P2.6 Large Eddy Simulations of Arctic stratus: ASCOS case studies

Monday, 2 May 2011
Rooftop Ballroom (15th Floor) (Omni Parker House )
Thomas D. Pleavin, Univ. of Leeds, Leeds, United Kingdom; and I. M. Brooks, S. Dobbie, M. Shupe, P. O. G. Persson, M. Tjernstrom, and B. J. Brooks

The central Arctic boundary layer is dominated by persistent low level clouds, particularly in the summer where they are present near 80% of the time. Several previous studies have shown that Arctic stratus and stratocumulus (ASC's) have an important influence on the Arctic boundary layer and in particular the surface energy balance of the central Arctic sea ice.

Despite the increased interest in Arctic meteorology over the past decade, the central Arctic boundary layer remains poorly understood which most likely contributes to the poor performance of GCM's in this climatically important region. Some of the difficulty in studying Arctic clouds relates to the problem of collecting in situ measurements in such an extreme environment, and for this reason there is still a lack of data available to effectively analyse the macrophysical and microphysical properties of the clouds. A popular and successful modelling tool for understanding such processes, particularity where there is a lack of detailed measurements, has been large eddy simulation. In this study the UK Met Office's Large Eddy Model (LEM) with 2-moment bulk microphysics has been utilised to study dynamical-microphysical-radiative interactions in summertime ASC's.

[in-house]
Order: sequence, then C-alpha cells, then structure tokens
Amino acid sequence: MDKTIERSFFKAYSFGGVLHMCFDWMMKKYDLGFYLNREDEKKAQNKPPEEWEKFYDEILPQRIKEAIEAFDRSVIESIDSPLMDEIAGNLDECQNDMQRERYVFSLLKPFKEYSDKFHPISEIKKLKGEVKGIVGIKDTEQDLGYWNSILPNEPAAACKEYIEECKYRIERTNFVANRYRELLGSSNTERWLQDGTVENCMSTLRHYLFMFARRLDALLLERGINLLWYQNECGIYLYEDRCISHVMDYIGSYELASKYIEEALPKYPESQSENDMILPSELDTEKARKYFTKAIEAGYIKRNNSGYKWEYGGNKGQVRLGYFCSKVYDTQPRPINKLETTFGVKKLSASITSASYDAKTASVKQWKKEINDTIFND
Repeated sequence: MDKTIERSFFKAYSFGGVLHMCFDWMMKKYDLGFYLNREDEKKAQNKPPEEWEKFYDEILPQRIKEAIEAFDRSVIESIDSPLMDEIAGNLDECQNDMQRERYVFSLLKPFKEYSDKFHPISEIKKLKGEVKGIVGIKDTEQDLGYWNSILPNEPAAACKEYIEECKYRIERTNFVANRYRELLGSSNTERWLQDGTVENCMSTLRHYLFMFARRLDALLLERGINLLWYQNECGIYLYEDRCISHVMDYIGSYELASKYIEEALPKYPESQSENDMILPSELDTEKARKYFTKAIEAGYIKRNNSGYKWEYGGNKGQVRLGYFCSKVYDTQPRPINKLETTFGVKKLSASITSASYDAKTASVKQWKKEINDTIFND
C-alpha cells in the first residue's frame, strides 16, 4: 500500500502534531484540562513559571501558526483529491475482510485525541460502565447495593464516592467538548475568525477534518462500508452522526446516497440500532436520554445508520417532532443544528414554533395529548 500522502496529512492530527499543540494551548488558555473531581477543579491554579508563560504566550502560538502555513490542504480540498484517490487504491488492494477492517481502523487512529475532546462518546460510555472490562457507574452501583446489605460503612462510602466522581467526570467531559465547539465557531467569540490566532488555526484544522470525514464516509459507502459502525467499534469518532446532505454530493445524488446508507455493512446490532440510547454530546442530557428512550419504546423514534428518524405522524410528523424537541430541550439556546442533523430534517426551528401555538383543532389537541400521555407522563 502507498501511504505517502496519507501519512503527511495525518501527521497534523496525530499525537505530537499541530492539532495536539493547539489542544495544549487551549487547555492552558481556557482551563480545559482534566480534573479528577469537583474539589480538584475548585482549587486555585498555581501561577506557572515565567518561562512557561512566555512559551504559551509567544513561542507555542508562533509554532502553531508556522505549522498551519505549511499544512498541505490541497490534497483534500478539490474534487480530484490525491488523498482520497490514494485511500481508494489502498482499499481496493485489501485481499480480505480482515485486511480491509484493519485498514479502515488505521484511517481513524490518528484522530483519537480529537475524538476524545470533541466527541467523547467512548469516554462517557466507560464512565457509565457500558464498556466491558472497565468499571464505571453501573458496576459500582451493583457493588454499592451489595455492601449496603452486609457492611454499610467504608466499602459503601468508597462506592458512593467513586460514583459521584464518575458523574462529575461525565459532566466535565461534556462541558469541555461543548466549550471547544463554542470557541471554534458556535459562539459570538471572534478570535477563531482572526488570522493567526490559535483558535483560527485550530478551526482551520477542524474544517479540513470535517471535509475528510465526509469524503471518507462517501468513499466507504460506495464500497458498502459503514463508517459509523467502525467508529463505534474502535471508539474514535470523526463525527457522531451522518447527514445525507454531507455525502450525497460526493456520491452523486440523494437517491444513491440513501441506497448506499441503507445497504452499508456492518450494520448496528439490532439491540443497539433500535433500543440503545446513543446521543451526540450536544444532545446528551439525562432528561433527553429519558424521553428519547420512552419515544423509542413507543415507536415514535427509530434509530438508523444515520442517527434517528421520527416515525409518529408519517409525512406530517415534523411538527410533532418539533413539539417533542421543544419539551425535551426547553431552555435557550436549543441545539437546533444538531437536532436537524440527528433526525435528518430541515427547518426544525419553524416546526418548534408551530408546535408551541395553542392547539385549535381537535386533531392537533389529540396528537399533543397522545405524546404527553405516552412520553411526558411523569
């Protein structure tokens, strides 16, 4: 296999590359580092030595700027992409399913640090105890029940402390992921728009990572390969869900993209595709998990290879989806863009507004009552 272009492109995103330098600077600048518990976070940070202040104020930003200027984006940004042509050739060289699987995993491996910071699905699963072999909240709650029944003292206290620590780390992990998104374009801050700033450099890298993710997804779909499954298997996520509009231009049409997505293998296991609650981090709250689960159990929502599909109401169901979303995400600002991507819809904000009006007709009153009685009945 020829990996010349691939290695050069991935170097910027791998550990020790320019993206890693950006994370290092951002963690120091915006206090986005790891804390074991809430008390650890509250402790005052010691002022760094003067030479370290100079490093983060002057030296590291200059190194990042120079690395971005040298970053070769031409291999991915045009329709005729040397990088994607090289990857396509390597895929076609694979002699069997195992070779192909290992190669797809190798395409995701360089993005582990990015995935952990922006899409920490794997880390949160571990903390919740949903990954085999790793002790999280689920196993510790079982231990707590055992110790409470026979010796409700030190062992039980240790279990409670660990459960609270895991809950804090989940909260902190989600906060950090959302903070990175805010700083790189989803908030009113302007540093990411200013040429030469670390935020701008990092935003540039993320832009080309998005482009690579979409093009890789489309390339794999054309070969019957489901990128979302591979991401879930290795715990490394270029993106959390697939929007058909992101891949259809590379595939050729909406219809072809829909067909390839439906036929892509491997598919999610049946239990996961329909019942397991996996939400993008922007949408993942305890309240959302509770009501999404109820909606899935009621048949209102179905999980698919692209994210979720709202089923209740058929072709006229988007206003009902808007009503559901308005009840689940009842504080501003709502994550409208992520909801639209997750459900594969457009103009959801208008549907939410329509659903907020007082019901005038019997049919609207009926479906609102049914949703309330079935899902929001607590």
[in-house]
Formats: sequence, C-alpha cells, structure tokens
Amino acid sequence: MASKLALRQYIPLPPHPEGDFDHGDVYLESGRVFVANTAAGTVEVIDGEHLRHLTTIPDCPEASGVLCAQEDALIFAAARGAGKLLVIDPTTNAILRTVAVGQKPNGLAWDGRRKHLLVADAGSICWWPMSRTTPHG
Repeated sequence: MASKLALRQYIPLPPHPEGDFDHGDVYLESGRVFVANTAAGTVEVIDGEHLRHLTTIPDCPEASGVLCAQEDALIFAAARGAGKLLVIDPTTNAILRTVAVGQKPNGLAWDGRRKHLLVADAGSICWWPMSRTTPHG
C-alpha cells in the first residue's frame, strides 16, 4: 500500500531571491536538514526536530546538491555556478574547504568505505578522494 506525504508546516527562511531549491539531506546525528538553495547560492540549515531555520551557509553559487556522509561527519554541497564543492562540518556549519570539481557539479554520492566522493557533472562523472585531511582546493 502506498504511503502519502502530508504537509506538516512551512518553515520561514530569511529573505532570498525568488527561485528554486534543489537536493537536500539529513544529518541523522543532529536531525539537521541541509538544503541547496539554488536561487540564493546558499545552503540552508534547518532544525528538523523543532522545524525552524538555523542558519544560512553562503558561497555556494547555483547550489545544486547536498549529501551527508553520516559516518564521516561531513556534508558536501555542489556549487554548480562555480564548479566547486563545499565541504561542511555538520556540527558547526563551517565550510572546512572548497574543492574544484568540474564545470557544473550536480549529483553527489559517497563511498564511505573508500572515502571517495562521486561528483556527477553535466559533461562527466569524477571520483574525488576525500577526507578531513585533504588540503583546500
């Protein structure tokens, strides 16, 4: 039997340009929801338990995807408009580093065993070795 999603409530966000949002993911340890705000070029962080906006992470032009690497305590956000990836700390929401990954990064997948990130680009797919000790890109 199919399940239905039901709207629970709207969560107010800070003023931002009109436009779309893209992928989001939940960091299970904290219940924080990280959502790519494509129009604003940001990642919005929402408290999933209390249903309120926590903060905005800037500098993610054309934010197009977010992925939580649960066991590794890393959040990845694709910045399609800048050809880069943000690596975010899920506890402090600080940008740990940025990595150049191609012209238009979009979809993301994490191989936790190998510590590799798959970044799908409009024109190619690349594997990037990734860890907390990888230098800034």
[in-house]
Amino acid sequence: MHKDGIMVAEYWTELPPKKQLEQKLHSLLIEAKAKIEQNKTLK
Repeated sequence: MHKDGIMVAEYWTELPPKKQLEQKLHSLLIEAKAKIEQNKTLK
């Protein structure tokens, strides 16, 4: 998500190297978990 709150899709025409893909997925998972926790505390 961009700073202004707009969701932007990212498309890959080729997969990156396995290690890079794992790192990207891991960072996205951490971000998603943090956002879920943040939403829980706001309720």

Idealised simulations constrained by meteorological observations from the Arctic Summer Cloud Ocean Study (ASCOS) field campaign will be presented. In particular we examine the apparent extension of cloud top into the Arctic temperature inversion and test the sensitivity of cloud microphysics to aerosol source. Results are compared against observations from a suite of remote sensing and direct measurement instruments including surface based cloud radars, laser ceilometers, and wind profiler, along with radiosonde profiles. Physical aerosol and cloud properties are compared to flight data collected during the concurrent Arctic Mechanisms of Interaction between the Surface and Atmosphere (AMISA) field project.

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